Quaternary Science Reviews 68 (2013) 43-58

Stomatal proxy record of CO2 concentrations from the last termination suggests an important role for CO2 at climate change transitions

Margret Steinthorsdottir, Barbara Wohlfarth, Malin E. Kylander, Maarten Blaauw, Paula J. Reimer


A new stomatal proxy-based record of CO2 concentrations ([CO2]), based on Betula nana (dwarf birch) leaves from the Hässeldala Port sedimentary sequence in south-eastern Sweden, is presented. The record is of high chronological resolution and spans most of Greenland Interstadial 1 (GI-1a to 1c, Allerød pollen zone), Greenland Stadial 1 (GS-1, Younger Dryas pollen zone) and the very beginning of the Holocene (Preboreal pollen zone). The record clearly demonstrates that i) [CO2] were significantly higher than usually reported for the Last Termination and ii) the overall pattern of CO2 evolution through the studied time period is fairly dynamic, with significant abrupt fluctuations in [CO2] when the climate moved from interstadial to stadial state and vice versa. A new loss-on-ignition chemical record (used here as a proxy for temperature) lends independent support to the Hässeldala Port [CO2] record. The large-amplitude fluctuations around the climate change transitions may indicate unstable climates and that “tipping point” situations were involved in Last Termination climate evolution. The scenario presented here is in contrast to [CO2] records reconstructed from air bubbles trapped in ice, which indicate lower concentrations and a gradual, linear increase of [CO2] through time. The prevalent explanation for the main climate forcer during the Last Termination being ocean circulation patterns needs to re-examined, and a larger role for atmospheric [CO2] considered.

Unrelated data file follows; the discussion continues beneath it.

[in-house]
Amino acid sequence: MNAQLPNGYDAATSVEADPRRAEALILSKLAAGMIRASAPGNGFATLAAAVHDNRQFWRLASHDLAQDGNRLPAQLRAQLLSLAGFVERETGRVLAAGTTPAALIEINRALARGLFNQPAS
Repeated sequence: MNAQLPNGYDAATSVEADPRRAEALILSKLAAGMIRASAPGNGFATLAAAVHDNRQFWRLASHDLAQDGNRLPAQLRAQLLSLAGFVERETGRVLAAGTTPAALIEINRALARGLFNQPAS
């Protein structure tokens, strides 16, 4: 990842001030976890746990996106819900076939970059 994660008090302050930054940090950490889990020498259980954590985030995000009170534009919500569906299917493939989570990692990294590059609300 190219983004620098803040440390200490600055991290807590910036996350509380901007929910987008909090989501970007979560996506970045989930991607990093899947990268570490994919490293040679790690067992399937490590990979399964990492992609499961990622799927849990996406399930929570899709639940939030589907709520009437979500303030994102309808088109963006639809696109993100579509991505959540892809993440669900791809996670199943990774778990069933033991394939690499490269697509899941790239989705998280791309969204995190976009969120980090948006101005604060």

Although records of atmospheric [CO2] as obtained from air bubbles in ice cores provide a good overall picture of the [CO2] conditions during approximately the past 800,000 years of the last ice age (Shackleton et al., 2000; Monnin et al., 2001), these records do not typically record short-term oscillations (<200 years), due to smoothing effects caused by both diffusion of gasses within the ice and time-averaging of ice core records (Shackleton et al., 2000; Siegenthaler et al., 2005). However, large short-term oscillations of [CO2] may be extremely important in the climate system, as so-called tipping points may be reached rapidly, causing severe changes in steady state climate (Broecker, 1997, 2006).


Quaternary Science Reviews

Setting aside the blather about “tipping points” and “a larger role for atmospheric [CO2]” as a climate “forcer,” Steinthorsdottir et al., 2013 demonstrates sharp rises in atmospheric CO2 near the end of the Bølling/Allerød interstadial (400-450 ppm) and at the onset of the Holocene (>300 ppm).


Figure 8 from Steinthorsdottir et al., 2013: “Comparison with Antarctic ice core-based atmospheric CO2 record. On the left hand side is the Hässeldala Core 5 stomatal index based CO2 concentration record, showing approximate minimum and maximum CO2
concentrations (see Table 3 for errors). On the right hand side is an Antarctic CO2